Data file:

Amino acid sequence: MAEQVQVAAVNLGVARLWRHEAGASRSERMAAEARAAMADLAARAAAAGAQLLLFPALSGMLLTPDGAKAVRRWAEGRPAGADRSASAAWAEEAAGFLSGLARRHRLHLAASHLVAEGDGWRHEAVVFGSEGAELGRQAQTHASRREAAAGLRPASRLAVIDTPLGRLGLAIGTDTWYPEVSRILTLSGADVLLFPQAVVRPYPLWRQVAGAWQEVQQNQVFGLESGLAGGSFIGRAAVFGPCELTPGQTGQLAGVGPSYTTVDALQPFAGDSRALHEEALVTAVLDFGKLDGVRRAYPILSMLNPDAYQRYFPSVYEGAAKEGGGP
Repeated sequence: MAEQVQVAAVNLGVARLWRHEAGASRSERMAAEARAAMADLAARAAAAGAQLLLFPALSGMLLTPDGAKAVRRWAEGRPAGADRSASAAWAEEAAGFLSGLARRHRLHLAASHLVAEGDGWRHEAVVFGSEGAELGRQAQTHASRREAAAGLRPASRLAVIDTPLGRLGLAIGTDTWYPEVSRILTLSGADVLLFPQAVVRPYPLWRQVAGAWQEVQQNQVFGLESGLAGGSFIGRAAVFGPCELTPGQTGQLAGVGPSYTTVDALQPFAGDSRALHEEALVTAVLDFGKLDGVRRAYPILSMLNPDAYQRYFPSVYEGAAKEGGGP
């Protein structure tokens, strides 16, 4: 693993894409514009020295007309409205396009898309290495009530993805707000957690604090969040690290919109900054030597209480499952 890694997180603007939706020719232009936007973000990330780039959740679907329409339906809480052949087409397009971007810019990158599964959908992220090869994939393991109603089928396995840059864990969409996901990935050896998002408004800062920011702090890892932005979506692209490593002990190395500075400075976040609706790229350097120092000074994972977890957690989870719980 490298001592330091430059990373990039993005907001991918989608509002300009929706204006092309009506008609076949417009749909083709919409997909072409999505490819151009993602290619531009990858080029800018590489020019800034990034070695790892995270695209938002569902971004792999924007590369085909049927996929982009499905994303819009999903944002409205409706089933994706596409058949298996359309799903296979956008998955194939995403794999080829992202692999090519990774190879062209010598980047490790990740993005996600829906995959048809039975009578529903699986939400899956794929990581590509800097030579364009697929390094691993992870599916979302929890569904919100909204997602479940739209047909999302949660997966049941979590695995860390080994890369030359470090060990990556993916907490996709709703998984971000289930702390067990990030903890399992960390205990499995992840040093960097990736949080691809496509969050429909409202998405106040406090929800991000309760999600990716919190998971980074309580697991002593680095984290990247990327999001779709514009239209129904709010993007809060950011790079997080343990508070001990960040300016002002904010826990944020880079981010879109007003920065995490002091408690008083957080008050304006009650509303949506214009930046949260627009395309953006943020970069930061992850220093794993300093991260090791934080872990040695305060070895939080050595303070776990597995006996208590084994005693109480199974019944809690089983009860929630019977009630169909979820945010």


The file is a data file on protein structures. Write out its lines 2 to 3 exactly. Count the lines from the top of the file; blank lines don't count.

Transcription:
Repeated sequence: MAEQVQVAAVNLGVARLWRHEAGASRSERMAAEARAAMADLAARAAAAGAQLLLFPALSGMLLTPDGAKAVRRWAEGRPAGADRSASAAWAEEAAGFLSGLARRHRLHLAASHLVAEGDGWRHEAVVFGSEGAELGRQAQTHASRREAAAGLRPASRLAVIDTPLGRLGLAIGTDTWYPEVSRILTLSGADVLLFPQAVVRPYPLWRQVAGAWQEVQQNQVFGLESGLAGGSFIGRAAVFGPCELTPGQTGQLAGVGPSYTTVDALQPFAGDSRALHEEALVTAVLDFGKLDGVRRAYPILSMLNPDAYQRYFPSVYEGAAKEGGGP
């Protein structure tokens, strides 16, 4: 693993894409514009020295007309409205396009898309290495009530993805707000957690604090969040690290919109900054030597209480499952 890694997180603007939706020719232009936007973000990330780039959740679907329409339906809480052949087409397009971007810019990158599964959908992220090869994939393991109603089928396995840059864990969409996901990935050896998002408004800062920011702090890892932005979506692209490593002990190395500075400075976040609706790229350097120092000074994972977890957690989870719980 490298001592330091430059990373990039993005907001991918989608509002300009929706204006092309009506008609076949417009749909083709919409997909072409999505490819151009993602290619531009990858080029800018590489020019800034990034070695790892995270695209938002569902971004792999924007590369085909049927996929982009499905994303819009999903944002409205409706089933994706596409058949298996359309799903296979956008998955194939995403794999080829992202692999090519990774190879062209010598980047490790990740993005996600829906995959048809039975009578529903699986939400899956794929990581590509800097030579364009697929390094691993992870599916979302929890569904919100909204997602479940739209047909999302949660997966049941979590695995860390080994890369030359470090060990990556993916907490996709709703998984971000289930702390067990990030903890399992960390205990499995992840040093960097990736949080691809496509969050429909409202998405106040406090929800991000309760999600990716919190998971980074309580697991002593680095984290990247990327999001779709514009239209129904709010993007809060950011790079997080343990508070001990960040300016002002904010826990944020880079981010879109007003920065995490002091408690008083957080008050304006009650509303949506214009930046949260627009395309953006943020970069930061992850220093794993300093991260090791934080872990040695305060070895939080050595303070776990597995006996208590084994005693109480199974019944809690089983009860929630019977009630169909979820945010």